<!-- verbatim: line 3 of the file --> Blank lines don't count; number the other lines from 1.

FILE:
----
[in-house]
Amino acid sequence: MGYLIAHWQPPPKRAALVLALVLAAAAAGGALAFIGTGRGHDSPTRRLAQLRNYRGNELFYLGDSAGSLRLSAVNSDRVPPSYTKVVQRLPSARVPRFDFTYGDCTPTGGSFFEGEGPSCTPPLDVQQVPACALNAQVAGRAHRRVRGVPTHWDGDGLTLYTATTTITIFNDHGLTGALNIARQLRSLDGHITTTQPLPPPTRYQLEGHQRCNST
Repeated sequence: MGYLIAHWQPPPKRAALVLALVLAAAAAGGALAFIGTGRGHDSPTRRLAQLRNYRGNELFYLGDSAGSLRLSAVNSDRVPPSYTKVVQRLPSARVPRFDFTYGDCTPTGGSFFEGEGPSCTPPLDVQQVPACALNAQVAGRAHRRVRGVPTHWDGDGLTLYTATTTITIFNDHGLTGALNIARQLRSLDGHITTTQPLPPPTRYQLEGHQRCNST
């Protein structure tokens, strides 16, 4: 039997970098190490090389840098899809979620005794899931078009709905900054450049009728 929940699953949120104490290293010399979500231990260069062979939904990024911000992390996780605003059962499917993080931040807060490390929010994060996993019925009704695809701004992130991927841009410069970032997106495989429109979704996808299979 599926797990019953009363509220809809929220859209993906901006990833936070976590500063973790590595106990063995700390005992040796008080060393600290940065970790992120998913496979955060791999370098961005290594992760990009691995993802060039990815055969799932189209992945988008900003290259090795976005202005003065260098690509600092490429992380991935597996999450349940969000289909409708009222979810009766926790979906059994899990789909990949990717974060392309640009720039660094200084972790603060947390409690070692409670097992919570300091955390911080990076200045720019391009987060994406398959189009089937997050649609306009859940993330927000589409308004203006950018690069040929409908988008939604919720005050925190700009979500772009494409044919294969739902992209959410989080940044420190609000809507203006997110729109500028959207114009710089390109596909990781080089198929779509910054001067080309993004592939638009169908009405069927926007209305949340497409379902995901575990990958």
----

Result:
Repeated sequence: MGYLIAHWQPPPKRAALVLALVLAAAAAGGALAFIGTGRGHDSPTRRLAQLRNYRGNELFYLGDSAGSLRLSAVNSDRVPPSYTKVVQRLPSARVPRFDFTYGDCTPTGGSFFEGEGPSCTPPLDVQQVPACALNAQVAGRAHRRVRGVPTHWDGDGLTLYTATTTITIFNDHGLTGALNIARQLRSLDGHITTTQPLPPPTRYQLEGHQRCNST